Health & Wellness
- Within two weeks I will commit to a more active, healthier lifestyle by exercising at least three days a week for at least 30 minutes each session. (Yeah, I need two weeks to commit to getting started.) I did start walking for about 30 minutes each day, but it’s due to sheer necessity and my new commute to work.
- Starting in February, my sister and I will work out together at least twice a month. Right, T?! Didn’t happen.
- By June this year, I will have joined a weekly volleyball league. Didn’t happen.
Family & Relationships
- I will coordinate Sunday dinners with my parents and sister’s family at least twice each month so that we can create new traditions and stay better connected. We have stayed more connected, but no family dinners to date.
- Starting in February, I will visit my brother (who lives in Austin) every other month during the weekend. Right, Rod? Nope.
- Within the next eight months, Vern and I will complete at least one 5K together and will have created a regular practice of walking together at least 3 times a week for at least 30 minutes each walk. Right, V? Nope.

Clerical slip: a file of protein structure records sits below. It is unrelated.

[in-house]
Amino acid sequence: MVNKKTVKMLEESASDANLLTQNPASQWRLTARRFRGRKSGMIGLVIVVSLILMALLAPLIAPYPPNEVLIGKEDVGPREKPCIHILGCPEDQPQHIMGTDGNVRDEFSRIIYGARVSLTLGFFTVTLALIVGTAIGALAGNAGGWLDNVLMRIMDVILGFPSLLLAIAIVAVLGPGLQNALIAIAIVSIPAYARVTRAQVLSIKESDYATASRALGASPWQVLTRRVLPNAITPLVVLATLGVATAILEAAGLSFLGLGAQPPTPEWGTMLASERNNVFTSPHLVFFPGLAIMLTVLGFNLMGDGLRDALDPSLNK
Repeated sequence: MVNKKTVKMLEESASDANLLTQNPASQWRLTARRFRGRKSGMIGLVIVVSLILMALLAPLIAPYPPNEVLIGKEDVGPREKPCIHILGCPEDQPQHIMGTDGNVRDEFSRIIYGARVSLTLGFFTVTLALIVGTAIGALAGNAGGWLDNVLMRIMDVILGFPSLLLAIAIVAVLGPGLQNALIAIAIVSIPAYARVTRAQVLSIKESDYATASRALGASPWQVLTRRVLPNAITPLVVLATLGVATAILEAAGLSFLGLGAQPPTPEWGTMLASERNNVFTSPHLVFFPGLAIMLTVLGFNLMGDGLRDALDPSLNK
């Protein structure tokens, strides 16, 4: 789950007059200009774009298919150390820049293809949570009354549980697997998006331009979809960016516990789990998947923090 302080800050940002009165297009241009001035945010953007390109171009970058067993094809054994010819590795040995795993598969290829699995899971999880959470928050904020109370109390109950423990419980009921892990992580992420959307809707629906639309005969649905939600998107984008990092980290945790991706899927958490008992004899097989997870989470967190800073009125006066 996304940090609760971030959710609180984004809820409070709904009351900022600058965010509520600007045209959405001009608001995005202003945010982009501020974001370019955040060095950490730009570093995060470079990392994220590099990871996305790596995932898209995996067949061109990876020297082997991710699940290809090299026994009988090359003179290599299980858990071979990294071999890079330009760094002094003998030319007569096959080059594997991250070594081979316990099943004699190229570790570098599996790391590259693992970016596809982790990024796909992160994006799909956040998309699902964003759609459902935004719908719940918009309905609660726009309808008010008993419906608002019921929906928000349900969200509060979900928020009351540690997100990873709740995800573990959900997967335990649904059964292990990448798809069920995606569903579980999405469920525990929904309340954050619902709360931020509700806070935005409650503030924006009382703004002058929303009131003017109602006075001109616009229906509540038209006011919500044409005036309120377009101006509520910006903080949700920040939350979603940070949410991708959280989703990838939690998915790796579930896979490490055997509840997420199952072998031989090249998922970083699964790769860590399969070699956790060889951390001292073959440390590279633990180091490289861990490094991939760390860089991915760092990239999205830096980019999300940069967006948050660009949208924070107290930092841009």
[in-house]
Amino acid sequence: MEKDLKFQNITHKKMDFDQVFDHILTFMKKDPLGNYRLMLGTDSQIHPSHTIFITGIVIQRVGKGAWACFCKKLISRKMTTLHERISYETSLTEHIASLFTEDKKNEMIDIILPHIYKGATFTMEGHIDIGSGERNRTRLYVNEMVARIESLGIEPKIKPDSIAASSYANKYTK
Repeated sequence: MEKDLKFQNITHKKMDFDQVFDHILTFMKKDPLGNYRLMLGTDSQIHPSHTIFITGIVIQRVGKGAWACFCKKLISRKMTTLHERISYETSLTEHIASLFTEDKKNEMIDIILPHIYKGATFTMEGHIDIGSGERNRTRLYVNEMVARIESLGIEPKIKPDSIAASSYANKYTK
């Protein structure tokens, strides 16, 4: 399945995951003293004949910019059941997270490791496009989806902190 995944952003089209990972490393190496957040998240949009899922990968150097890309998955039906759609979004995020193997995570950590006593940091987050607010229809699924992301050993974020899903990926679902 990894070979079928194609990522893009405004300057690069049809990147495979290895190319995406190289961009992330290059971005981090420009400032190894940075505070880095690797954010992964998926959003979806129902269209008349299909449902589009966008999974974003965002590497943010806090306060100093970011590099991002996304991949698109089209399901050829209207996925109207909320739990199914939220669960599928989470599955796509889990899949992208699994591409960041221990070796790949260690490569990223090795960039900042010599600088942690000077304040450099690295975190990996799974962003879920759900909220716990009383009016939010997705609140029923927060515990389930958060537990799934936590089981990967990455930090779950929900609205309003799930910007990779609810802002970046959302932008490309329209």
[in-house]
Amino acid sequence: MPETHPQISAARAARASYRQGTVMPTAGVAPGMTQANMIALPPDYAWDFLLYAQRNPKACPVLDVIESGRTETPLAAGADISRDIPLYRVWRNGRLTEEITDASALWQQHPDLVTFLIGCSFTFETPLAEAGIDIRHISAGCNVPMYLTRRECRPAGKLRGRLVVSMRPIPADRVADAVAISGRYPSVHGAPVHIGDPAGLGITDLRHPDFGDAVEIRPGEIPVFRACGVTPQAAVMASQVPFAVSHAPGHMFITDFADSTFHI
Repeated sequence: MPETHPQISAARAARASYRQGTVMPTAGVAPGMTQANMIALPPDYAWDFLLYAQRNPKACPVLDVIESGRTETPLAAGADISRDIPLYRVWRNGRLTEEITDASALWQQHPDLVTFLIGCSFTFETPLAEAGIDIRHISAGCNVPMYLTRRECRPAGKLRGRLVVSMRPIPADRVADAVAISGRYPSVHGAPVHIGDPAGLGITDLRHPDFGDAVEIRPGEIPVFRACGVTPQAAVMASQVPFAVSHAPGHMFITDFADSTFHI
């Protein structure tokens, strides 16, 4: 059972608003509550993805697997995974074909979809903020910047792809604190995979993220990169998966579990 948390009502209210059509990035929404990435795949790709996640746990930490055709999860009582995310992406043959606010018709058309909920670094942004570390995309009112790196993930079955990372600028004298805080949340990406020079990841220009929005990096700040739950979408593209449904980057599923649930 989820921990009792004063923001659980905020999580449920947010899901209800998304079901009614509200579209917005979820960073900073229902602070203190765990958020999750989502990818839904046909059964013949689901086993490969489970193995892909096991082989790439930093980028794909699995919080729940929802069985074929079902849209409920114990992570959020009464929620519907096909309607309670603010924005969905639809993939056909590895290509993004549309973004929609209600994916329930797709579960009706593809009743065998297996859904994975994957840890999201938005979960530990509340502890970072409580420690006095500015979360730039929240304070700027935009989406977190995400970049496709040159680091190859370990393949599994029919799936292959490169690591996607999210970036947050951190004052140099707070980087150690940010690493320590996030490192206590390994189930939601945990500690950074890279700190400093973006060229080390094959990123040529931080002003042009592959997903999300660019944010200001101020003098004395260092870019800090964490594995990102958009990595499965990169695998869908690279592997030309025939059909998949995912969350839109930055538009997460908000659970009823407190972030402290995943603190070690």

On May 25, 2017, dissatisfied with my ability to make headway on either set of goals, I scaled back and created simpler (presumably easier to achieve) goals:
Save $10,000 this year. (Which I’ve never successfully done.) Made it halfway.
Invest $5,000 this year. (It’s my first week! I’ve invested $50 so far!) Didn’t quite have $500 to invest let alone $5,000.
Spend time with family weekly and set regular dates for meeting up. SUCCESS!
Research and develop contextualized workforce curriculum. No longer needed, BUT I did start creating curriculum for an English Language Arts tutoring course (more on that later).
Develop a solid network of colleagues for resource-sharing, recruitment of students, and exchange of best practices. Nope.
Drink more water. Eat less dairy. Exercise consistently. Nope. Sometimes. Nope.
Workin’ hard to get my fill
Everybody wants a thrill
Payin’ anything to roll the dice
Just one more time
Some will win
Some will lose
Some were born to sing the blues
Oh, the movie never ends
It goes on and on, and on, and on
Don’t stop believin’
Hold on to that feelin’
Streetlight people, ooooohhhhhhhoooooooo (sorry, got carried away).
Don’t stop believing.
Start again. Stop. Start over again. Keep starting.
Figure out when you’ll decide and under what circumstances.
Figure out what you might have to give up and what you won’t give up, no matter the circumstances.
Figure out who you can lean on, who you can learn from, and who might simply just be in the way.
Figure out whether you can do it on your own or if you need a friend. Or if you need a mentor. Or if you need a teacher. Or if you need a master teacher who can draw you out of yourself and teach you something that will stay with you for a lifetime.
Set deadlines. Set schedules. Set your watch by it.
Don’t stop believing.
What are your goals? How do you stay inspired day after day?